There are certain things in life that are critical to making it through the day in one piece.
Whether it’s your city’s public transit system for ensuring you get to work on time or even something as small as your morning cup of coffee, there are some things we simply need. The same can be said for things we like to have, but don’t necessarily need. Like a 30 minute post-lunch nap in the middle of the workday.
This way of thinking can be applied to the software you use at work. Some applications within our tech stack are absolutely vital to getting our work done, while other tools may go weeks without anyone logging into them.
How can you be sure that your organization isn’t wasting money on software that your teams aren’t even using…or at least not using enough to justify its cost? That’s where a SaaS system of record like G2 Track comes in handy.
What’s the difference between critical and noncritical software?
When it comes to your company’s software stack, there are SaaS applications that are critical, and then there are other tools that are noncritical. Without the insights gleaned from user sentiment data, it can be difficult to determine which tools fall within which category.
Thankfully, there are a few ways in which you can discover how your team actually feels about the software they’re using.
of purchased software products have a user satisfaction rating lower than 4 stars.
What makes an application critical?
If your IT department were to remove an entire department's access from a specific software solution, would they even notice? How quickly would they come banging on the door asking for access because they simply can’t get their work done? Or how long would it take them to notice they no longer have access?
Answers to these questions can help you determine just how critical a specific tool really is to your team.
An application is critical to your business when:
- Employees log in regularly
- The company relies on its features and functionality to achieve success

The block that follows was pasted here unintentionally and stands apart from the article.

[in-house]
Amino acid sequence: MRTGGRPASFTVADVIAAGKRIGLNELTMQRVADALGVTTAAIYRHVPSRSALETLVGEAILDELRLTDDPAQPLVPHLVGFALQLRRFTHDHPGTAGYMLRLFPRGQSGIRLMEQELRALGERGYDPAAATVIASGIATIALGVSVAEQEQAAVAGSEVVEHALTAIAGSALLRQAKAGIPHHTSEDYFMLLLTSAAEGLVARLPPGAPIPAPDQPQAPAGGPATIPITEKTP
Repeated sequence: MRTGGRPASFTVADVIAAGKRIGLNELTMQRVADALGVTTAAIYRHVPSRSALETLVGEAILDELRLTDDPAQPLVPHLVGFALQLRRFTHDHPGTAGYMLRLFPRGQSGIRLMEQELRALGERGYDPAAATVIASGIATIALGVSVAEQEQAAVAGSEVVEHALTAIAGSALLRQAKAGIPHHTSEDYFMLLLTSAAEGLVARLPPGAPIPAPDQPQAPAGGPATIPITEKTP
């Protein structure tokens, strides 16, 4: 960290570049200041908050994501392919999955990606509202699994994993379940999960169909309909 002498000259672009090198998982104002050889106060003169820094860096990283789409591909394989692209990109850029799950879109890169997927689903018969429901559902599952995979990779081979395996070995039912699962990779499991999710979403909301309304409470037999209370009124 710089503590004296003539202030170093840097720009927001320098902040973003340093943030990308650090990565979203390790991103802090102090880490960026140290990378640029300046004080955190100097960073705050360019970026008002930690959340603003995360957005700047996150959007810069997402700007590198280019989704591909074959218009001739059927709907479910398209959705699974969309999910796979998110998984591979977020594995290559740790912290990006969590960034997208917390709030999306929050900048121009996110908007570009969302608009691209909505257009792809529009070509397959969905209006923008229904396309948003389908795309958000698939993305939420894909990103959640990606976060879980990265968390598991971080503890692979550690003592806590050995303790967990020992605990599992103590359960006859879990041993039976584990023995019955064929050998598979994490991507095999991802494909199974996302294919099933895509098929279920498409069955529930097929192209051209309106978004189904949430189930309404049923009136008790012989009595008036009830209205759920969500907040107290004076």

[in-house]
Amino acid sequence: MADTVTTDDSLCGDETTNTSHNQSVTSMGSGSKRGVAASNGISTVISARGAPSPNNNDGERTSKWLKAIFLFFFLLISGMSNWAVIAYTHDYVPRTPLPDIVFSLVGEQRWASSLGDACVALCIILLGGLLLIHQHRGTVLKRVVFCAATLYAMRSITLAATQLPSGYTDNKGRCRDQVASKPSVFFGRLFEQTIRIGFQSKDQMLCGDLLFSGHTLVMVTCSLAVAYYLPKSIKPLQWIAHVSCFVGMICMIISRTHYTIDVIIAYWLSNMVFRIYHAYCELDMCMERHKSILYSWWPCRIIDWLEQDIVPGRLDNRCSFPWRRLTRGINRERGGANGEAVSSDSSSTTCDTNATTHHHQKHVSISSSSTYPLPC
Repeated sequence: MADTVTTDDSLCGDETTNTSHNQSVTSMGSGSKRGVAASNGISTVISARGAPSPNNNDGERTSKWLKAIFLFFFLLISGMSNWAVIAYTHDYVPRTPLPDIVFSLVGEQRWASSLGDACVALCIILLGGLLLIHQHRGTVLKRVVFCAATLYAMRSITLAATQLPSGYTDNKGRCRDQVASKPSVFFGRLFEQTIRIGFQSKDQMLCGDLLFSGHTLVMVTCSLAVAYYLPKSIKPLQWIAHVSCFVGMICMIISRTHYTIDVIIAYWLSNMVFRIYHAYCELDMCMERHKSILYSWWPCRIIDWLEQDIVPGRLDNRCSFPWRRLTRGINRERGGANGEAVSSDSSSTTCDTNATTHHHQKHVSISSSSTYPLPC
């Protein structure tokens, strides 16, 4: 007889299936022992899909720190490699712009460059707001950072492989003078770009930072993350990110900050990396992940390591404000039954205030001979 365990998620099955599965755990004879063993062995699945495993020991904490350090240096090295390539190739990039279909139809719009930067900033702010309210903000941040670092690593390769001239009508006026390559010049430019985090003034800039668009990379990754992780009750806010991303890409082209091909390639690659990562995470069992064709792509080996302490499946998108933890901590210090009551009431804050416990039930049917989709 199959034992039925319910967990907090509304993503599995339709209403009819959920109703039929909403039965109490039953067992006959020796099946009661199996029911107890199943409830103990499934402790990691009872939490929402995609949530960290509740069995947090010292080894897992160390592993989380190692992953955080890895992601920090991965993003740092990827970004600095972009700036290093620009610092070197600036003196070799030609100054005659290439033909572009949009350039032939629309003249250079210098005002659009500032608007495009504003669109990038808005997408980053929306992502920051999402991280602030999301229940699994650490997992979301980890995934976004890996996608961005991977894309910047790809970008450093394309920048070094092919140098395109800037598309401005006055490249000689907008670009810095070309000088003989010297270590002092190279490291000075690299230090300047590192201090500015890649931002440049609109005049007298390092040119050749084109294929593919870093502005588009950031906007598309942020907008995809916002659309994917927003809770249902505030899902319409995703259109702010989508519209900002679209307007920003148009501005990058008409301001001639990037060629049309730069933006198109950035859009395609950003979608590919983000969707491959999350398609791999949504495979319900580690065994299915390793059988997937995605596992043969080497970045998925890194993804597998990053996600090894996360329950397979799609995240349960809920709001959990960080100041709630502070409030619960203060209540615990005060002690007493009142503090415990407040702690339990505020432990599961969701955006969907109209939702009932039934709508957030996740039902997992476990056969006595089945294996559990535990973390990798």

- If it were to go down, productivity would suffer and there would be financial repercussions
- There is significant ROI from this application
After you’ve deemed a specific application within your tech stack to be critical, you can then take a closer look at the contract. Pay specific attention to when it’s set to renew and the price. It may be in your company’s best interest to move this contract to a multi-year deal to save where you can within your software budget.
What makes an application noncritical?
Let’s revisit the questions we asked ourselves regarding critical software. If no one has noticed their access to a specific application has been taken from them, or it takes multiple weeks for them to notice, chances are this specific tool isn’t critical to their daily duties.
An application is considered noncritical when:
- Teams can function without access
- If it were to go down, it would have a minor effect on productivity and very little financial repercussions
- It has similar features and functions identically to other applications within your tech stack
- Teams can go days or weeks without logging in
Once you’ve come to the conclusion that an application isn’t critical to your organization, chances are good that your team should consider eliminating it as they do not provide value to your team and are equating to wasted spend.
What makes an application fall in between?
It would be convenient if all of your company’s applications fit into the black-and-white categories of critical and noncritical, but sometimes some are a little gray.
For instance, there’s the “nice-to-have” software. Applications that are nice to have mean that your team doesn’t really need it, it tends to be helpful for a few people, and it’s enjoyable to use.